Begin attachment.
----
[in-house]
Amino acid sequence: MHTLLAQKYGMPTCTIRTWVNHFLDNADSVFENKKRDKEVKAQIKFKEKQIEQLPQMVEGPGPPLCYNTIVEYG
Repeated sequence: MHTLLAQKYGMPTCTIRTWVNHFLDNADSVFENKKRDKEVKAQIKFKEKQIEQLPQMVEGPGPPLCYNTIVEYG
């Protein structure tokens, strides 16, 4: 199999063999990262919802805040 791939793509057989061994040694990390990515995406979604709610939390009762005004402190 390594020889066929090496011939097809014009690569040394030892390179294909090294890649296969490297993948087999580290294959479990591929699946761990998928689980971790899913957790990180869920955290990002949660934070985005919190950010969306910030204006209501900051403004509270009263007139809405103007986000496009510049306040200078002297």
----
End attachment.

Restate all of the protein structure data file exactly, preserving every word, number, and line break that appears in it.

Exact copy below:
[in-house]
Amino acid sequence: MHTLLAQKYGMPTCTIRTWVNHFLDNADSVFENKKRDKEVKAQIKFKEKQIEQLPQMVEGPGPPLCYNTIVEYG
Repeated sequence: MHTLLAQKYGMPTCTIRTWVNHFLDNADSVFENKKRDKEVKAQIKFKEKQIEQLPQMVEGPGPPLCYNTIVEYG
């Protein structure tokens, strides 16, 4: 199999063999990262919802805040 791939793509057989061994040694990390990515995406979604709610939390009762005004402190 390594020889066929090496011939097809014009690569040394030892390179294909090294890649296969490297993948087999580290294959479990591929699946761990998928689980971790899913957790990180869920955290990002949660934070985005919190950010969306910030204006209501900051403004509270009263007139809405103007986000496009510049306040200078002297």